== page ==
The Mongolians have a great tradition of music and dance. Their folk songs, describing feelings and events, are known for their high pitched lovely melody and free rhythms and beat.
The dynamic and graceful dances of Mongolian girls portray the nomadic life of the grassland. Typical of these are well known dances such as, Dance on Horseback, Lantern Dance, and "Wedding Dance of Oreduaosi. One of the folk instruments is made in the shape of a horse head. It is called "Matouqin" and is usually played by men. The sweet sounds they make remind us they have a softer side to their personality in addition to their strength and bravery.
Dance is always closely connected with song. According to history, the earliest dance in Inner Mongolia was named tage (stamping feet accompanied by singing). The pastoral life and the work of the herdsmen became the other source for dance there. The male dances in Inner Mongolia are rugged, lionhearted, and full of power. The famous male dances are the horse and sword dance, the hawk dance, and the roughrider dance. Every movement in the dance shows the audience the beauty in power, virile and work.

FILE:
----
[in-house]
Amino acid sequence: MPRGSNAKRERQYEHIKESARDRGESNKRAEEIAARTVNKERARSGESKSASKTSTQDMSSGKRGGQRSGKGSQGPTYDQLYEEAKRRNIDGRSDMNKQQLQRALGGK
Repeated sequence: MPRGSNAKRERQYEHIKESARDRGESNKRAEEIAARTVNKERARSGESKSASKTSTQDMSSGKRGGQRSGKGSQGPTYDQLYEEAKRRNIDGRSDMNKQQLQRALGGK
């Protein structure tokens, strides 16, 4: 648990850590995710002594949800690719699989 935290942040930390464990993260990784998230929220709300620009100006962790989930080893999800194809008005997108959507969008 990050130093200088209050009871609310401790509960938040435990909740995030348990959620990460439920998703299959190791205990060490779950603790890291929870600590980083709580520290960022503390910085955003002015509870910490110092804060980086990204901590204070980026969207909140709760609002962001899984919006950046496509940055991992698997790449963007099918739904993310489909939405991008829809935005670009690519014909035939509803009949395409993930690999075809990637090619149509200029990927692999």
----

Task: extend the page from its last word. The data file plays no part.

In the powerful dance, the hawk and the horse are the two most important roles. Genghis Khan looked on the hawk as the God of War, which could guarantee him victory. Now, people still regard the hawk as a symbol of victory. Wrestlers today go onto the racing field imitating the hawk jump, which, they believe, can enhance their confidence. In some areas, the ceremony of "jumping white hawk" is held to cure uncommon diseases of people.